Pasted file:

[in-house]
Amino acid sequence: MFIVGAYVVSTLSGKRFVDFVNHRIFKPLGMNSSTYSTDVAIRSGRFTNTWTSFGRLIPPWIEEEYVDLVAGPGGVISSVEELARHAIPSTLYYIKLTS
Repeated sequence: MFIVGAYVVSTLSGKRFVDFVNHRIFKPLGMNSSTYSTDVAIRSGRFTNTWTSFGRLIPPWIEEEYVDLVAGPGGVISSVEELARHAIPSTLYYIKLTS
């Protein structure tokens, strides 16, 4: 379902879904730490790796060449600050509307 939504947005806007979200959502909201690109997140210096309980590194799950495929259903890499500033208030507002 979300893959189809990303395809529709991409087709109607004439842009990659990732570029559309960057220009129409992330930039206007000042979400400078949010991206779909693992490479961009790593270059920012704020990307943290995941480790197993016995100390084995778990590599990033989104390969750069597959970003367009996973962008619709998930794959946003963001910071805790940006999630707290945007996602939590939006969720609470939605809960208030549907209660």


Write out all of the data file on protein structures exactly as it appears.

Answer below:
[in-house]
Amino acid sequence: MFIVGAYVVSTLSGKRFVDFVNHRIFKPLGMNSSTYSTDVAIRSGRFTNTWTSFGRLIPPWIEEEYVDLVAGPGGVISSVEELARHAIPSTLYYIKLTS
Repeated sequence: MFIVGAYVVSTLSGKRFVDFVNHRIFKPLGMNSSTYSTDVAIRSGRFTNTWTSFGRLIPPWIEEEYVDLVAGPGGVISSVEELARHAIPSTLYYIKLTS
């Protein structure tokens, strides 16, 4: 379902879904730490790796060449600050509307 939504947005806007979200959502909201690109997140210096309980590194799950495929259903890499500033208030507002 979300893959189809990303395809529709991409087709109607004439842009990659990732570029559309960057220009129409992330930039206007000042979400400078949010991206779909693992490479961009790593270059920012704020990307943290995941480790197993016995100390084995778990590599990033989104390969750069597959970003367009996973962008619709998930794959946003963001910071805790940006999630707290945007996602939590939006969720609470939605809960208030549907209660």